Salve Success: Jessie Perrin ’17, behavior analyst for children with autism and disabilities
Jesse Perrin ’17 (M) grew up volunteering at many organizations, and he always seemed to gravitate towards the kids who were picked on or who were disadvantaged in some way, helping to mentor and teach them despite their challenges.
When he graduated from the University of Massachusetts Dartmouth (UMass Dartmouth) with a degree in psychology in 2013, he decided that he wanted to pursue a lifelong career of working alongside disadvantaged kids—particularly with autism and disabilities through applied behavioral analysis (ABA).
“I think life is difficult enough as it is, and if you really are at a disadvantage, it’s an obligation to help people who have less advantages than you,” Perrin described. “And ABA provides the best tools to do that in my field.”
While Perrin started on his master’s in ABA at UMass Dartmouth, he kept hearing about the ABA program at Salve Regina. He felt like he wasn’t being challenged enough in his current master’s program, so he made the leap to transfer and finish out his degree at Salve Regina, which he finished in 2017.
Perrin has no regrets about this decision. He feels he was able to truly study, learn and grow into the ever-expanding field of ABA at Salve Regina through the professors he encountered.
“The connections that I made while going to Salve … are connections within the field of behavior analysis that not only taught me a great deal in terms of course work, but it’s a nice complement as well when you can work with them once you become a behavior analysis,” said Perrin.
Perrin has had a job at the J. Arthur Trudeau Memorial Center since 2013 through its Pathways Strategic Teaching Center (Pathways). Pathways is a program dedicated to helping children with autism and disabilities through comprehensive education and treatment, and Perrin worked directly with children ranging from 8-14 years of age for about two years before gradually switching into a more research-driven role at Pathways.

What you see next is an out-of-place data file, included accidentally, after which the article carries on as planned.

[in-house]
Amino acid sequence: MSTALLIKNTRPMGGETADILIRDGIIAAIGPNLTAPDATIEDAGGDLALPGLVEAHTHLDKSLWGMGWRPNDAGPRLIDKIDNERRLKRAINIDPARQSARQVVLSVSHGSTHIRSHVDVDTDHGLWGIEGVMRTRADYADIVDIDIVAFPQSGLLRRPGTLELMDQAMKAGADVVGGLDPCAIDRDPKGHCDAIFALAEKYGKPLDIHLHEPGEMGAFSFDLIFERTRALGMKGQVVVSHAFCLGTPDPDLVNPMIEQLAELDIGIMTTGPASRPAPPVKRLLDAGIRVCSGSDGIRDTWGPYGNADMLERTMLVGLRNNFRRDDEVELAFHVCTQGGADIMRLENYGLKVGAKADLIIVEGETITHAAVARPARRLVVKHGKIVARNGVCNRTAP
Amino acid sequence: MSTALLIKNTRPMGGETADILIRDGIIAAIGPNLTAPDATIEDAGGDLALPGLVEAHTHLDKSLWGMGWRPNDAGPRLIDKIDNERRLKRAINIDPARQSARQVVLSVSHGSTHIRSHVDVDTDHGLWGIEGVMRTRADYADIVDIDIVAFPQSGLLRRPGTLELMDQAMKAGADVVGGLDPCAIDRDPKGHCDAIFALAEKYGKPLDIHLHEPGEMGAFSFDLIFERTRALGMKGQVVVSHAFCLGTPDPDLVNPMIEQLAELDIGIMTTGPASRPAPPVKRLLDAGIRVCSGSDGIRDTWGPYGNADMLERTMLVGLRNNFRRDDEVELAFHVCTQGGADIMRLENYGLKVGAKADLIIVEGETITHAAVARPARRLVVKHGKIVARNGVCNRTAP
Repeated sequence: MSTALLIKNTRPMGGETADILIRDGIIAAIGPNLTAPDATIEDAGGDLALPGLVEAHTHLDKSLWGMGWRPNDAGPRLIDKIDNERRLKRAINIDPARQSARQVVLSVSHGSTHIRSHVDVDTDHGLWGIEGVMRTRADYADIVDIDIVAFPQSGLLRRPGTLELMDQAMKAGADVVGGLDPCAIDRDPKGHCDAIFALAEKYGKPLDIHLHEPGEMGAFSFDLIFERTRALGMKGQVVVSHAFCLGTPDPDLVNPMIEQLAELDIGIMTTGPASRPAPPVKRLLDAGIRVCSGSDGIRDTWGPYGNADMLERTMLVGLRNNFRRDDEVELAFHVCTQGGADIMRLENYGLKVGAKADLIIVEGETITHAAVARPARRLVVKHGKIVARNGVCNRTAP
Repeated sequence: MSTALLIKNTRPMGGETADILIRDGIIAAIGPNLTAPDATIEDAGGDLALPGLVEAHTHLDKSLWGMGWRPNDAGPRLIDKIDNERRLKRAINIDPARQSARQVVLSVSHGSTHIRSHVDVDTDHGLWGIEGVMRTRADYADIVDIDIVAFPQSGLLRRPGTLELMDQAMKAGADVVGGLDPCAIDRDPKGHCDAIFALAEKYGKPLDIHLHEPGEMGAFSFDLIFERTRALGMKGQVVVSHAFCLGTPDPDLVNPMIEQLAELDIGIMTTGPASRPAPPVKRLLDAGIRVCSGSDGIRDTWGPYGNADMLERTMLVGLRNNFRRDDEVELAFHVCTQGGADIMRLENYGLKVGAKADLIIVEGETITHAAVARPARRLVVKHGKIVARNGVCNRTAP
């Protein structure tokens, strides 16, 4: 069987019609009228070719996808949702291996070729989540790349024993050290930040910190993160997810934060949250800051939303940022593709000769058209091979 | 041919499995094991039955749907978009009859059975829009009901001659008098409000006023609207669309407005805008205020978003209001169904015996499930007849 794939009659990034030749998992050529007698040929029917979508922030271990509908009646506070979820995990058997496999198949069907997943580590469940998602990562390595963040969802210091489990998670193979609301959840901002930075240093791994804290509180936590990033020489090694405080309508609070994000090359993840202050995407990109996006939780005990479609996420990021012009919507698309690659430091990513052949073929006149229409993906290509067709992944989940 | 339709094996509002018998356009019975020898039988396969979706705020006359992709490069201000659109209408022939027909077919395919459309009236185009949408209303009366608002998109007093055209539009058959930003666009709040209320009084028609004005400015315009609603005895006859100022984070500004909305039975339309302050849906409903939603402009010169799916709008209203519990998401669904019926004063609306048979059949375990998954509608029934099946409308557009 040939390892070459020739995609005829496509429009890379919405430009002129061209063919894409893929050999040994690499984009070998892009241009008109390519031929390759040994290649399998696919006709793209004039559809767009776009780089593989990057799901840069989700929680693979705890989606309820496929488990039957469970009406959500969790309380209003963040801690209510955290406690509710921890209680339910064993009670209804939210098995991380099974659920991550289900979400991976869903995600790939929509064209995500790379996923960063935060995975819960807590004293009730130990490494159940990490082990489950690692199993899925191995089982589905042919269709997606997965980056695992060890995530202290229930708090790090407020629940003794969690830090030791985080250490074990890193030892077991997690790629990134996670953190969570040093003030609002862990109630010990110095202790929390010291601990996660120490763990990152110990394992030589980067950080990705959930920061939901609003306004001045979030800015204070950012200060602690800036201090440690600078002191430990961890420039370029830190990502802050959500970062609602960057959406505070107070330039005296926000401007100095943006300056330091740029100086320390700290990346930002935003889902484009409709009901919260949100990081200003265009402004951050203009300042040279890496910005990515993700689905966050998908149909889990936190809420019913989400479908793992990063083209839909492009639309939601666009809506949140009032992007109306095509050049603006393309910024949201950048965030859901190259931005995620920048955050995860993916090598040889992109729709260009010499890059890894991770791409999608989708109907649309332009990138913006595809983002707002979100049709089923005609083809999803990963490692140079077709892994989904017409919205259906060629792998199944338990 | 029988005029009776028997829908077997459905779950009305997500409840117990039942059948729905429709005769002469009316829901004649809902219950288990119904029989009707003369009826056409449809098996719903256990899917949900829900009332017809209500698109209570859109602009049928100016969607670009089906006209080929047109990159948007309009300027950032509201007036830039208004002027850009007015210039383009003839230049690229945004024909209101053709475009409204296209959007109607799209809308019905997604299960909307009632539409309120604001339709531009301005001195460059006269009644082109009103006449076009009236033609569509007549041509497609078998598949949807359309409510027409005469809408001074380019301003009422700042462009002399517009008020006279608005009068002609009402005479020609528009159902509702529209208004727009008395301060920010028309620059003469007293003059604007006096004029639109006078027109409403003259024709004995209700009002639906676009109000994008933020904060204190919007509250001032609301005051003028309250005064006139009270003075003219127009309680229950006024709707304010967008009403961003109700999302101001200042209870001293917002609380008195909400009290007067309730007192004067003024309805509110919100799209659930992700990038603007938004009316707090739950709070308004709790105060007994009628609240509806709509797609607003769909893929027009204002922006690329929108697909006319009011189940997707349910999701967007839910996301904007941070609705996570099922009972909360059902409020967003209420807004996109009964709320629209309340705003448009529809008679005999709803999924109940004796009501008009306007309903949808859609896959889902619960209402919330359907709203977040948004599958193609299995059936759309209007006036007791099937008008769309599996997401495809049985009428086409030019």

“It was the most rewarding, best experience I’ve ever had in my life,” he said of his time directly teaching students. “You’re teaching them academic and functional skills, but they are teaching you about … what it’s like to really be challenged and overcome and try day after day the way that they do. So … I couldn’t teach them as much as they taught me.”
As Perrin shifted into a more research-driven role, he’s been working on various studies involving autism, disabilities and ABA. Most of his research gets passed down to teachers and staff members at Pathways, and his master’s degree at Salve Regina helped him to be able to tap into this passion for research at a higher level than ever before.
Perrin also teaches an elective course at Salve Regina, which has been a dream come true for him. He truly believes that now is the perfect time to be getting into the field of ABA as well as studying at Salve Regina, because the program is growing exponentially.
“Everything I’d heard about the program and the direction it’s going now, if you’re thinking about it you should probably just do it,” he concluded. “The opportunities the program should create within the next few years will really put it on the map — not only in Rhode Island, but most likely in all of New England.”
Salve Success is a series of student success stories periodically featured on SALVEtoday. Check out the tag Salve Success for more stories.